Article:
IDFG is sincerely committed to cutthroat trout conservation in the South Fork. The efforts depend on anglers playing an active role in suppressing rainbow trout. It is therefore vital that anglers know their efforts are not being undermined by counterproductive stocking practices by IDFG.

The Resort Town Curse
Daryl L. Hunter
  I have lived in many resort towns and I have noticed a trend. I am attracted to them when they are still little, quaint and undiscovered but it usually isn't long before word spreads about the next great place.

Yellowstone News

The Greater Yellowstone Resource Guide suports Wyoming Wildlife Advocates. Wyoming Wildlife Advocates formed to promote a rational, science-based approach to wildlife management throughout the state of Wyoming. WWA will encourage policies that will maintain a healthy, natural balance — or dynamic equilibrium —between predator and prey species. We acknowledge that fluctuations occur among populations, but we believe this is natural and that the hand of man must lay lightly upon the reins.
Wyoming Wildlife Advocates,
Joe Medicine Crow
Joe Medicine Crow

"Warrior and living legend, Joe Medicine Crow, wants President Obama to protect the Crow's "Brother Grizzly".

CROW AGENCY—As the Crow Nation prepares for the 97th Annual Crow Fair Celebration, the tribe's centenarian and "living history," Dr. Joseph Medicine Crow, wants those about to transform Crow Agency into the "Teepee Capital of the World" to remember a brother of the Crow people who is in need.

"Grizzly bears, we call them our brothers," says Dr. Medicine Crow. "They play an important part in our culture and we'd like to keep it that way."

Dr. Medicine Crow's comments are in response to the Obama Administration's US Fish and Wildlife Service (FWS) that is expected to announce a new rule this fall to delist the Yellowstone grizzly bear from the Endangered Species Act (ESA). Delisting the grizzly will enable the states of Montana, Wyoming and Idaho to open trophy-hunting seasons on the bear, a being many tribes consider sacred..... Rest of Article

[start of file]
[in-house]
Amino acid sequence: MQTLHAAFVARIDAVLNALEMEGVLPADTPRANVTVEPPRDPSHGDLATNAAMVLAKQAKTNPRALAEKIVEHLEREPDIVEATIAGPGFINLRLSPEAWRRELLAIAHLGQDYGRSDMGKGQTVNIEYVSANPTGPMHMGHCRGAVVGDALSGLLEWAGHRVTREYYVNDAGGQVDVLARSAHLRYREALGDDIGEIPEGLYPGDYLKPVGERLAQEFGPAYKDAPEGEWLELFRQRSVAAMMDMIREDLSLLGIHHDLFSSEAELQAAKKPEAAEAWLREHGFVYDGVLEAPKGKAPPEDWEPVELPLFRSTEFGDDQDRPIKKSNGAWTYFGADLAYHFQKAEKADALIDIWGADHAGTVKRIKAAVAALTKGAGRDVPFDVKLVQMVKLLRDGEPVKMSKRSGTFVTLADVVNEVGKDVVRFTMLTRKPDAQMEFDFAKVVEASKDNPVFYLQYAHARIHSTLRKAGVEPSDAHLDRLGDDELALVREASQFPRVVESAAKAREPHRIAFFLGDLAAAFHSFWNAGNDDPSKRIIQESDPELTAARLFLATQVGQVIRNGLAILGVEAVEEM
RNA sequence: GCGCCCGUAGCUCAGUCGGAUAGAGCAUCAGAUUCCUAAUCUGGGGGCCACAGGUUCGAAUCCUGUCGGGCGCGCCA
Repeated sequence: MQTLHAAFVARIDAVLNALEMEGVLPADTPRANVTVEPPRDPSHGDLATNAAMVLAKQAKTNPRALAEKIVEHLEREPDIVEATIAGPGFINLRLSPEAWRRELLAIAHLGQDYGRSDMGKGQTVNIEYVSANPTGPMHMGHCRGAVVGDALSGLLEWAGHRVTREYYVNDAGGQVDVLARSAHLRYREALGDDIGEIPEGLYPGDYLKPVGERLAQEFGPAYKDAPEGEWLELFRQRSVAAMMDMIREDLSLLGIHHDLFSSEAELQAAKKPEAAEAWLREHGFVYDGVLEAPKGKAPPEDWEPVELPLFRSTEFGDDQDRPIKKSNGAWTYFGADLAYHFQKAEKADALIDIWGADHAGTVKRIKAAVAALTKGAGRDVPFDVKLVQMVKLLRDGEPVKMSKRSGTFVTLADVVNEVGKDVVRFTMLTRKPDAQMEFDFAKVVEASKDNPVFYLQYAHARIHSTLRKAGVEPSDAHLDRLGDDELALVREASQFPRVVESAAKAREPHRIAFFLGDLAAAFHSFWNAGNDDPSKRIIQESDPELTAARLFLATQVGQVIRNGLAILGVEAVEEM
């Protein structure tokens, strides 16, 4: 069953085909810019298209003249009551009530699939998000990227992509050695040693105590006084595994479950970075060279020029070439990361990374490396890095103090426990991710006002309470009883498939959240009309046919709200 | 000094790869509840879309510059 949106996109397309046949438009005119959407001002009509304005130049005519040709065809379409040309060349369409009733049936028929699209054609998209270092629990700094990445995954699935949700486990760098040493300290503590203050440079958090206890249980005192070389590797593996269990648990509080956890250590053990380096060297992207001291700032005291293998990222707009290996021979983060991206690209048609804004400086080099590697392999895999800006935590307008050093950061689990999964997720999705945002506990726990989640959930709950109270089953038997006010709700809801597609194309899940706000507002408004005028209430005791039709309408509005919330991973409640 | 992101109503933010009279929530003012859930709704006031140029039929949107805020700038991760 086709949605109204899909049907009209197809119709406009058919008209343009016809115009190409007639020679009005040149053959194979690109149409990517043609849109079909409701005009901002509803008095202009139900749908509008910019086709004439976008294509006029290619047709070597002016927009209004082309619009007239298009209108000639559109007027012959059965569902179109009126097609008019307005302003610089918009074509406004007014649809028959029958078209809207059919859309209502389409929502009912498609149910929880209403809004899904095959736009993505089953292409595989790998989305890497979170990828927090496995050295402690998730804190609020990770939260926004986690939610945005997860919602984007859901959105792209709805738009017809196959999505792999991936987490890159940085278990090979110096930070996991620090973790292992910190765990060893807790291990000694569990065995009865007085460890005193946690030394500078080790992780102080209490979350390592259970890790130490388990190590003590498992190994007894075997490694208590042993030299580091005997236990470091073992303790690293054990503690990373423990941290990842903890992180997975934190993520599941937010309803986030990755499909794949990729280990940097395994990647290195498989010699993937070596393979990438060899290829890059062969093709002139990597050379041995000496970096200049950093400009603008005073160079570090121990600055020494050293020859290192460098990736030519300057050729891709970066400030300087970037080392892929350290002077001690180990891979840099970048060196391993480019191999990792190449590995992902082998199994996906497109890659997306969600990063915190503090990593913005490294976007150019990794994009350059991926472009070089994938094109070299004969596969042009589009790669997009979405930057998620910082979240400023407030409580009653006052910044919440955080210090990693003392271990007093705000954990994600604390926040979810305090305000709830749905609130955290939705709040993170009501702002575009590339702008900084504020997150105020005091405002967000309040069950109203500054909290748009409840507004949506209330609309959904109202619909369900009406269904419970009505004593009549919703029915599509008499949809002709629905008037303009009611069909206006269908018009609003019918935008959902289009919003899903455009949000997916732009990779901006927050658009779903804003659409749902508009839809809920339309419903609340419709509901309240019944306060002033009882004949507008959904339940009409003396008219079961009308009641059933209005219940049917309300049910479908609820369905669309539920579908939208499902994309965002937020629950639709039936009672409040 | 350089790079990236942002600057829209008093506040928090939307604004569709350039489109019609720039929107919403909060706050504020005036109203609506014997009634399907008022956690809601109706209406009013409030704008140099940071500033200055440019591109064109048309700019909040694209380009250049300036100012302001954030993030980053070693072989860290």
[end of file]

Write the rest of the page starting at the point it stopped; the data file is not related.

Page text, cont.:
Death of a Man. . . Death of a Bear
By Keith Crowley

Trying to make sense of last week's fatal Grizzly bear attack on a hiker in Yellowstone National Park and it's aftermath is a fool's errand. But this fool is going to try anyway.

This kind of story wrenches it's way deep into the psyche of all who spend time in the wilds. And it certainly wrenched its way deep into my soul since I spend months each year in Yellowstone and the surrounding Grizzly Country. To make it even more personal, ... rest of article

Blaze, grizzly that ate man
Blaze the grizzly and her 2011 cub Hobo

Yellowstone roadside grizzlies worth rangers' hassle???

Yellowstone visitors would pay an additional $41 to ensure seeing roadside grizzlies, a study shows, and the attraction creates 155 jobs and more than $10 million a year for the regional economy. The $41 visitors would pay is on top of the $25-per-vehicle entrance fee. If Yellowstone no longer allowed grizzly bears to use roadside habitat — and instead chased, moved or killed them — the regional economy would lose more than $10 million a year and 155 jobs according to the paper "The economics of roadside bear viewing."............................Rest of story

A Case for CollarsBy Keith Crowley